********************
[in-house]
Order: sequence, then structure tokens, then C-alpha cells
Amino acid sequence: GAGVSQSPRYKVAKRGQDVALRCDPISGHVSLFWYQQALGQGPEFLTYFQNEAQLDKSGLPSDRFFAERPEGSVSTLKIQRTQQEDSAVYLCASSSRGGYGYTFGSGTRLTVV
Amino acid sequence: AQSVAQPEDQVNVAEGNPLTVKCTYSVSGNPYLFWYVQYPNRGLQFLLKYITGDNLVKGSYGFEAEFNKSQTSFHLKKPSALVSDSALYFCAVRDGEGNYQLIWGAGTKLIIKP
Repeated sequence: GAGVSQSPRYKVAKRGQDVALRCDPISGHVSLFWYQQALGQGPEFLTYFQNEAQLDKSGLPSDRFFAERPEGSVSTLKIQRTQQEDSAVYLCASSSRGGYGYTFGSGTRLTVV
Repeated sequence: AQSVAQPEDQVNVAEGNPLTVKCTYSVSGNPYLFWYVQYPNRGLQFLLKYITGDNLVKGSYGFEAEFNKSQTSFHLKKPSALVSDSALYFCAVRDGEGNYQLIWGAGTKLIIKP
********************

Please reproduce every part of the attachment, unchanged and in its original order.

[in-house]
Order: sequence, then structure tokens, then C-alpha cells
Amino acid sequence: GAGVSQSPRYKVAKRGQDVALRCDPISGHVSLFWYQQALGQGPEFLTYFQNEAQLDKSGLPSDRFFAERPEGSVSTLKIQRTQQEDSAVYLCASSSRGGYGYTFGSGTRLTVV
Amino acid sequence: AQSVAQPEDQVNVAEGNPLTVKCTYSVSGNPYLFWYVQYPNRGLQFLLKYITGDNLVKGSYGFEAEFNKSQTSFHLKKPSALVSDSALYFCAVRDGEGNYQLIWGAGTKLIIKP
Repeated sequence: GAGVSQSPRYKVAKRGQDVALRCDPISGHVSLFWYQQALGQGPEFLTYFQNEAQLDKSGLPSDRFFAERPEGSVSTLKIQRTQQEDSAVYLCASSSRGGYGYTFGSGTRLTVV
Repeated sequence: AQSVAQPEDQVNVAEGNPLTVKCTYSVSGNPYLFWYVQYPNRGLQFLLKYITGDNLVKGSYGFEAEFNKSQTSFHLKKPSALVSDSALYFCAVRDGEGNYQLIWGAGTKLIIKP